• I finished my re-read Sophia House this morning and, all throughout the final scene (of the story proper, anyway . . . there’s an epilogue afterwards, not exactly necessary but interesting), I cried my eyes out. I hiccuped and grew completely congested and made all sorts of whimpering noises. I wasn’t expecting to cry. But once I reached a certain sentence, my mouth twisted once and it all just came tumbling out. I can count on one hand the books I’ve cried over . . . My temperament isn’t exactly conducive towards such. And I’ve already read Sophia House before (though it must have been several years ago, by my memory), so there weren’t any plot-related surprises.

    But, curled up on the couch after having run over to the post office for Mom, I read that scene and cried and cried. My brother came downstairs and was slightly shocked to find his oldest sister a whimpering, puffy-faced victim of profound fiction. “Are you okay??”

    In this instance, I had sought to re-read Sophia House because I was in a place of personal difficulty and struggle, and so joining my thoughts to the tale of Pawel Tarnowski, a true sufferer, brought a deeper perspective and an acknowledgement of sufferings far greater than my own. And also a reminder of a hope of healing and peace that no suffering is beyond, but which only comes in proportion to one’s willingness to sacrifice all that he is and has to God.

“To be a father in the realm of the soul,” Pawel said. “I would like to be this for you. May I be this for you?”

“Yes, Pawel,” David said in a tone of calm deliberation. “This would be good.”

As if standing on a threshold of radical departure, they faced each other without speaking, gazing now into a dimension that seemed for both to be wholly undiscovered. This sense of embarkation into a fathomless mystery was in no way daunting; neither was it fraught with emotion. It was a moment of perfect stillness.

At last the boy said, “It is a blessed gift to be a son in the realm of the soul. May I be this for you?”

“Yes,” Pawel nodded.


  • Well, I’m always thinking about The Dash πŸ˜‰ I’m excited to see him in a little bit and kick off our miniature summer break, now that he’s finished his internship, and that stretches until he starts his final semester of college and I start tutoring next month. It’s always fun to have a little break, especially with your favorite people ❀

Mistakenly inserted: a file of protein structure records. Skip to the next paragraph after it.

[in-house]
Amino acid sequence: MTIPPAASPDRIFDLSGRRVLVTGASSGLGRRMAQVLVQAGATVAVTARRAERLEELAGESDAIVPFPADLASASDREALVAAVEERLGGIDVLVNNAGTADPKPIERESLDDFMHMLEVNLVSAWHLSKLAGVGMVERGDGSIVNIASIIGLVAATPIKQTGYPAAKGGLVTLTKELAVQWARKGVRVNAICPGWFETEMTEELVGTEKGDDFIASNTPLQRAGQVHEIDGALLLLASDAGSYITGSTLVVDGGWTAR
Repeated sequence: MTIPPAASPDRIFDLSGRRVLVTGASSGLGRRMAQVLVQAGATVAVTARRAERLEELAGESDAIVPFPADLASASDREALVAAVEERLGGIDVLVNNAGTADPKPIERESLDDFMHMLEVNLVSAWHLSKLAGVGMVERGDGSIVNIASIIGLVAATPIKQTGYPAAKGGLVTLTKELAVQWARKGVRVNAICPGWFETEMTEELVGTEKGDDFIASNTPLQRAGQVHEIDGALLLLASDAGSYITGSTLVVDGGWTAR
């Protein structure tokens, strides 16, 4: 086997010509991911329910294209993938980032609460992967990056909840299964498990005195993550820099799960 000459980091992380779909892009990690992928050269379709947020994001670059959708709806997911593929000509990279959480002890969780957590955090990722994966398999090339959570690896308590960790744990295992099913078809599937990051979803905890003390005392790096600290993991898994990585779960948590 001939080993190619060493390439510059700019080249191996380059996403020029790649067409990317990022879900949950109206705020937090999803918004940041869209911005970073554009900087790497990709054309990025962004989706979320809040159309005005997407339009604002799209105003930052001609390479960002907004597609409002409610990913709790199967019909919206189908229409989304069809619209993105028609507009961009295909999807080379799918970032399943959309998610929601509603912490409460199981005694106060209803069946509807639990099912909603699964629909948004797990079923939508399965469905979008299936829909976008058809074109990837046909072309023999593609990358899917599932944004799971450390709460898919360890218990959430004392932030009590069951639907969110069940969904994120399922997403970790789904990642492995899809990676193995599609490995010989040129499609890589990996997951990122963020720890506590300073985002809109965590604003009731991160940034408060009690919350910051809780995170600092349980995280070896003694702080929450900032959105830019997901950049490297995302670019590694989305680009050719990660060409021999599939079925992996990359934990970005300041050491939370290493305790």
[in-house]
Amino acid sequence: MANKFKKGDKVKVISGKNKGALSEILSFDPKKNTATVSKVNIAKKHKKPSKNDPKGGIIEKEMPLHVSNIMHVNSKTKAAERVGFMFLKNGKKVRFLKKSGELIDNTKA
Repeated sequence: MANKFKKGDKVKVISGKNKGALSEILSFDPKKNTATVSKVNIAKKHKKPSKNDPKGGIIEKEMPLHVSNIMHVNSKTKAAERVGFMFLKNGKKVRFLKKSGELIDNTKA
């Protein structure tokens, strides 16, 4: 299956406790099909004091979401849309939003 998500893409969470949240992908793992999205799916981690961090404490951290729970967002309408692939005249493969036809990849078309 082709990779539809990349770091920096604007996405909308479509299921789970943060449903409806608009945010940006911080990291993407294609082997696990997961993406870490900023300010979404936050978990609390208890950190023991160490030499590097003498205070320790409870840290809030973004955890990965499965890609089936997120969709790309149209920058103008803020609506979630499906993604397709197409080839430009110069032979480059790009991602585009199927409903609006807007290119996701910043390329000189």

• And I’m also thinking about how very, very good Our Lady is. I have brought so many intentions to this novena to Our Lady of Pompeii (on Monday, I’ll be halfway through!) . . . and even more consoling than the increasingly answered prayers, or the graces for endurance, is the growing awareness of her motherly love for me and every soul. What a beautiful thing it is, to be able to trust in Our Lady.

I pray you have a wonderful weekend!



But some of the Israelites continued to love and to serve the Lord in humility and detachment from the world, for they knew that the Saviour would come to free men from the oppressor within their own hearts.

It was from these pure families that, by His grace, God developed and guided the ancestors of His future Mother. They were extremely simple and devout persons, very gentle and peace-loving and charitable. Out of love for God, they always lived a very mortified life. Often the married couples practiced continence over long periods of time, particularly during holy seasons, for their highest ideal was to raise saintly children who in turn would contribute toward bringing salvation to the world. They lived in small rural communities, and they did not engage in business. They worked on the land and tended flocks of sheep; they also had gardens and orchards. They were very conscientious in fulfilling their religious duties. Whenever they had to go to Jerusalem to offer their sacrifices in the Temple, they prepared themselves by prayer and fasting and penance. When traveling, they always helped as best they could any sick persons or paupers whom they met. And because they led such an austere and detached life, these good people had to endure the scorn of many of the other Jews.

Thus Mary’s grandparents inherited from their ancestors a love of humility, chastity, mortification and the simple life. Her mother, St. Ann, and father, St. Joachim, were the very finest products of this long line of pure and holy servants of God.

–The Life of Mary as Seen By the Mystics (compiled by Raphael Brown)

* * *

It’s a very different season of life in contrast to those I’ve ever been before. Last year, I posted on the feast of St. Anne, and how amusing and amazing it is to go back and read over something you’ve written a year (or more) ago and marvel how much has changed, and how much has stayed the same!

On a similar whim, I flipped through an old journal, attempting to find something from July 26th of a previous year. 2014 (I was 17 at the time!) reads as follows:

I promised to journal. Now I have done it. Life has been rolling delightfully along with music & fiction & recording & website & more fiction & more music. And other serendipity. Tonight is “chess night with Mr. Wemmick”Β  – or, rather, LOTR with Lena. So tally ho!!! End.

Not too much about St. Anne. Alas. (I have always been a horrid journaler. Not that I needed to tell you that.)